Grownups, take yourselves to Disney. It doesn’t have to be a Disney park specifically, but it does have to be a place or an experience that your childhood self would have died for, something you never got growing up. As an adult, you now have the power to give yourself what you missed out on, and you now (hopefully!) have the maturity to meet those needs responsibly, safely, and healthfully. You are in sole command of your time and your finances; the ability to reach out to your inner child and say “Hey, let me give you this thing you’re missing” is an incredibly beautiful gift.

I recognize that some people might not be comfortable at first with the concept of an inner child. That’s okay. I think a lot of people do have one, though, because there is something unresolved from childhood left lingering in the shadows. I see how immensely healing it is to find that inner child. Whenever Little Steph was “out,” I made sure to take time to stop and provide affirmations: you are safe, you are loved, you have friends who care about you, you matter, doing what you want to do is not a burden, we are all having fun together. What resulted was that I was able to more fully enjoy the magic of the trip–all of me, my whole self–despite the sunburn and the heat and the sore feet. I was able to have a more fulfilling vacation because my whole self was involved.

I also recognize this that I might not have been able to get to such a good place with myself without therapy. I’ve been seeing a counselor probably since March, and that has done wonders for changing how I talk to and about myself. Before therapy, I would never have been able to stop and affirm myself. I would never have been free to embrace my inner child and give her this beautiful experience. If you can, please, please seek out a qualified therapist. There is a dearth of available mental healthcare in this country, but you owe it to yourself to try.

And while you’re at it, find your Disney and go there. Your little you will thank you.

Rainy Day Introspection

Hello, universe. I am back, trying to write again even though it’s been rough again. I just haven’t wanted to do anything. I’m going to see my doctor next month; I suspect I’ll need to ask her to increase the dosage on my antidepressants. They just aren’t working like they’re supposed to anymore. I took a pill and a half the other day and felt like new life got breathed into my brain. I suppose that’s a pretty good indicator that something needs to change.

Introducing: Princess Pumpkin Spook

I am currently fostering an itty bitty kitty that was found in a generator at work. She is probably no older than 6 weeks, and she is cute as a button. Purrs like a train. She looks just like Trinket did at her size, which is really cute to me. I’ve taken to calling her Princess Pumpkin Spook to be festive, but when my coworker who wants her is ready to take her, I’m sure she’ll get whatever name they choose. The most hilarious part is that while Winston and Trinket hissed and growled at her for several days, Thor took to her almost instantly. I kept her in a puppy crate for a few days while she settled, and he constantly tried to get inside to play with her. He would also just lie in front of the crate and watch her.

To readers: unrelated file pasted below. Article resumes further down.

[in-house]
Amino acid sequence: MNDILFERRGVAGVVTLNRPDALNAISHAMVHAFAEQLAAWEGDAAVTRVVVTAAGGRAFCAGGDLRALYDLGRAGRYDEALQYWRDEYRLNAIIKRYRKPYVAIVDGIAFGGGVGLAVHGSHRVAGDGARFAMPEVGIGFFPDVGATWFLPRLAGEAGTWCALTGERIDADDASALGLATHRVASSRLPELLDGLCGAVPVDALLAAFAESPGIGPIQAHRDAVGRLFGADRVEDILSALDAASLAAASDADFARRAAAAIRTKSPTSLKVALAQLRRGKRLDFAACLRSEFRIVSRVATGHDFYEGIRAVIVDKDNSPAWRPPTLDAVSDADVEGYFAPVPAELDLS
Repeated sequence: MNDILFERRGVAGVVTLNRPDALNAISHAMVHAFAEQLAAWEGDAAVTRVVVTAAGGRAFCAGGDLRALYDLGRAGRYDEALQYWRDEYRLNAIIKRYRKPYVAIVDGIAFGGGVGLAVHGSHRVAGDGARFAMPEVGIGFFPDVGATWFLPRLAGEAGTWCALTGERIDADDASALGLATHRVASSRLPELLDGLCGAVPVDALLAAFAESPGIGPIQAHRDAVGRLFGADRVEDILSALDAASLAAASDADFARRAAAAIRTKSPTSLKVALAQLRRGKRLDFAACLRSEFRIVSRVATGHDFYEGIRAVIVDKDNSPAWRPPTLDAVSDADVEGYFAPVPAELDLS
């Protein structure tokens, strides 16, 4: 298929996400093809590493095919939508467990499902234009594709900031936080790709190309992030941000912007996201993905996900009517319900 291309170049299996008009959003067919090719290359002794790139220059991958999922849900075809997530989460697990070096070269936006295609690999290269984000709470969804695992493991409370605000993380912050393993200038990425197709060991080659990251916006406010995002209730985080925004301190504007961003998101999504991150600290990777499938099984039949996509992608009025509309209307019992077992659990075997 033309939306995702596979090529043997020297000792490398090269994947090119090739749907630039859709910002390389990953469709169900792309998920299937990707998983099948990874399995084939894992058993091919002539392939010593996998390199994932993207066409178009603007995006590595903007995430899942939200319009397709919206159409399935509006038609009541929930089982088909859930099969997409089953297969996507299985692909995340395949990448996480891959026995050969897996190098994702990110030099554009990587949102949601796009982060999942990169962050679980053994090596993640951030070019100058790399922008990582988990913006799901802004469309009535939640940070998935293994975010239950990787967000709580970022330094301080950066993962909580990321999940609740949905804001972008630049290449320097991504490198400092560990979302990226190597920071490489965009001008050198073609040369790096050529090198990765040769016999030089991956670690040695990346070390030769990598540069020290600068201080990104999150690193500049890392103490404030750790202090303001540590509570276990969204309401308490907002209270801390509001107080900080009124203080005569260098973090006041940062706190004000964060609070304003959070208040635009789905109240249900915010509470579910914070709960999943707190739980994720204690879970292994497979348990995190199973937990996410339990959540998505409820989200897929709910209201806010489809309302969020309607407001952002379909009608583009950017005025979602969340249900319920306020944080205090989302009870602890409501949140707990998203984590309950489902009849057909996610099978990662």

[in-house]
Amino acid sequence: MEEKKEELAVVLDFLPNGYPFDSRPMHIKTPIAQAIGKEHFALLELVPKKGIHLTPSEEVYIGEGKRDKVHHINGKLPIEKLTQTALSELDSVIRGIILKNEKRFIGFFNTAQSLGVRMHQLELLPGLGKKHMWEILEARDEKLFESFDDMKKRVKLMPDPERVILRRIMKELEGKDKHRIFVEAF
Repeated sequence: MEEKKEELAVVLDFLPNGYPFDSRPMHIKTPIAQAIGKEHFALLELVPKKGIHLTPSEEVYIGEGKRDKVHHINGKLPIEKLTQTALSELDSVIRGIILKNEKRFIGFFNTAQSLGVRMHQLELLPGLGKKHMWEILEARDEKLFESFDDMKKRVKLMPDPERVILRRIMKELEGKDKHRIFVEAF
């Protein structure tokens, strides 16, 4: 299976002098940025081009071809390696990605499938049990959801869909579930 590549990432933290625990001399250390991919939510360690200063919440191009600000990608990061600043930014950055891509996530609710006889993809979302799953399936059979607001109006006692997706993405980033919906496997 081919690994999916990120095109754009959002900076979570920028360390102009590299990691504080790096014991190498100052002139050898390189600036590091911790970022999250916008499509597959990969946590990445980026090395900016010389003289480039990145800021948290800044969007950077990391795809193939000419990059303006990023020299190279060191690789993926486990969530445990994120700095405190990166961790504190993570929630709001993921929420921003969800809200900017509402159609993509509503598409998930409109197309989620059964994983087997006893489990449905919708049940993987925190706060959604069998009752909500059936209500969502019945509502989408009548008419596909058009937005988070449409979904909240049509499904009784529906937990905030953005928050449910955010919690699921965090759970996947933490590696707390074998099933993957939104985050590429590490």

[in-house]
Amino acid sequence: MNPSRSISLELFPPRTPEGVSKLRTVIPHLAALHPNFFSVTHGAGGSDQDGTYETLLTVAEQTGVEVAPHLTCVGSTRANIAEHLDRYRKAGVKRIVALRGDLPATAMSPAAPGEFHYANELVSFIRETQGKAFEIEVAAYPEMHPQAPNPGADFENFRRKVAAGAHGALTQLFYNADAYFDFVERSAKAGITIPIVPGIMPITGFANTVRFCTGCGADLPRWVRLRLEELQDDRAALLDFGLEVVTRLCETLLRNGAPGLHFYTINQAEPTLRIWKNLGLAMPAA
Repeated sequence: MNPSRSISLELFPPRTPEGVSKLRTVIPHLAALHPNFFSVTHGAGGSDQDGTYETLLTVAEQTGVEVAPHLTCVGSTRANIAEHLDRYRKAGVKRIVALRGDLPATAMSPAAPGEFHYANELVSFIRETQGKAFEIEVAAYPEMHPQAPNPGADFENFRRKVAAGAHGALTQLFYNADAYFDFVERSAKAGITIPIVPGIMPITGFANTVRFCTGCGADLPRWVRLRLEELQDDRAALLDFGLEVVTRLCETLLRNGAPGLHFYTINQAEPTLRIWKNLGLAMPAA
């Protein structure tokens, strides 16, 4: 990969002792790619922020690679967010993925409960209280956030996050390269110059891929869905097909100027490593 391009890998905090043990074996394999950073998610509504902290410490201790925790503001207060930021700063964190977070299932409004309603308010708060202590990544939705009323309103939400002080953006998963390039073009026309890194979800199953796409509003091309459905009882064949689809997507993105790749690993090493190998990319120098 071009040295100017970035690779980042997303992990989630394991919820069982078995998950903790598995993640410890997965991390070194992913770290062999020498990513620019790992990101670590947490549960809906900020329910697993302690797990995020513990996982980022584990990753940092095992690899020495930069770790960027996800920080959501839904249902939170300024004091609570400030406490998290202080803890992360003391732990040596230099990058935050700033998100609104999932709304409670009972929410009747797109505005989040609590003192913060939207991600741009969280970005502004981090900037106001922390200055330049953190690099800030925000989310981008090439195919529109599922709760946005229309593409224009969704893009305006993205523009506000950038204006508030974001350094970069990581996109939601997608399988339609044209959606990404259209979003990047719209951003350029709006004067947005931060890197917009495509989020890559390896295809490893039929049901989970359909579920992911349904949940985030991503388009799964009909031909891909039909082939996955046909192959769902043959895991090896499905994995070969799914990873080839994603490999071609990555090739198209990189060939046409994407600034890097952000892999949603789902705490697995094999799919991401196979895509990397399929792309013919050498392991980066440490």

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Thor cuddling with her

Now that Pumpkin has been at the house for about a week, Thor doesn’t so much cuddle her as he does try to tackle and wrestle her. He’s still a kitten himself (about 6 months old), but he doesn’t realize that there’s a big size difference between him and her. Luckily, this little nugget yells at him a lot if he wrestles too hard.

It also just occurred to me after looking at that picture how much healthier she seems after a week. She was curled up on my chest this morning, and her fur was so sleek and soft, and her face is much cleaner. This is what happens when you feed a kitten good food! She’s been on a diet of wet kitten food and KMR (kitten milk replacement). The person who initially took her in was giving her dry kibble, which made my eye twitch a little. If Pumpkin were still with her mother, she’d be nursing. She likes to snack on the boys’ kibble (probably not the best thing since it is for adult cats), but her main meals are still wet food and KMR. And boy does she monch. What an appetite.

It’s nice to have a tiny kitten around the house again. I like it a lot. This is the first time I’ve fostered a kitten, which is great because it means I get all the fun and cuddles of a little baby without the stress of “Oh, geez, I’m gonna have four resident cats running this place.” I may not be her home forever, but she gets all the love and cuddles of my boys while she’s here. October is especially a bad month for black cats, so I am delighted to give her a safe home amidst the insanity of superstitious people.

Unnecessary Guilt is Unnecessary

Yesterday at work, I was almost falling asleep at my desk and not feeling the greatest. So, I did what any person who works for a reasonable employer would do: I said “Screw this” and took a couple hours of comp time to go home at 2:00 rather than 4:30. I told one coworker I was going to leave but otherwise just slipped out the back door and went home for a nap.

It was incredibly beneficial for me to do that. I napped for about an hour and a half, then got up and went to get my Clicklist order at Kroger. When I got home, groceries in tow, I had enough energy to do my dishes (I know, right?) and actually cook supper rather than just microwaving shredded cheese on top of tortilla chips. I was very pleased with myself and had a nice, relaxing evening watching YouTube videos and burning incense.

When I got to work this morning, the coworker I had told I was leaving early asked me if going home early had been helpful. I said yes, it was, and I felt much better, and then she was all like “Ugh, I’m so jealous, stop.” I offered the awkward laugh of “I’m not sure what I’m supposed to say now” and didn’t say anything else.